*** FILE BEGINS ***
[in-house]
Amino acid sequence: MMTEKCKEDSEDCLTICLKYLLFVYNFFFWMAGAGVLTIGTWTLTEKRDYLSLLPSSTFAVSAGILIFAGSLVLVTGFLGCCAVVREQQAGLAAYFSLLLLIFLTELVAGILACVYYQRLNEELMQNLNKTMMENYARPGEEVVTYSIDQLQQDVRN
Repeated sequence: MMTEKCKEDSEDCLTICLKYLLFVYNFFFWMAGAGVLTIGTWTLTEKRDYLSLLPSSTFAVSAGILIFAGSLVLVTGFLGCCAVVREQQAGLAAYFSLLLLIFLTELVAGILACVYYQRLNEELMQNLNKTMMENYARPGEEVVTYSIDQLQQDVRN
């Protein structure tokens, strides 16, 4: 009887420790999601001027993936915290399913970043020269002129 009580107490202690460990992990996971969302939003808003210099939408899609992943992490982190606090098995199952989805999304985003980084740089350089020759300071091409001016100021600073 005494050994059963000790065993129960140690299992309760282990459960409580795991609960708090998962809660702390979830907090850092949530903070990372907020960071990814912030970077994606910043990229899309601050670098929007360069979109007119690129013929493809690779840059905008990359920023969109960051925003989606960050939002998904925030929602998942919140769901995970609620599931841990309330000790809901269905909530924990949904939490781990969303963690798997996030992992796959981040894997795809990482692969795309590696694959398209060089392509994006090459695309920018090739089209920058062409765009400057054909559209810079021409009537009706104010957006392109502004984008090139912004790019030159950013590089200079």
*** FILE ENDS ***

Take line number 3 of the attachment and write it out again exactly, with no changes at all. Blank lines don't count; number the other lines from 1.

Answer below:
Repeated sequence: MMTEKCKEDSEDCLTICLKYLLFVYNFFFWMAGAGVLTIGTWTLTEKRDYLSLLPSSTFAVSAGILIFAGSLVLVTGFLGCCAVVREQQAGLAAYFSLLLLIFLTELVAGILACVYYQRLNEELMQNLNKTMMENYARPGEEVVTYSIDQLQQDVRN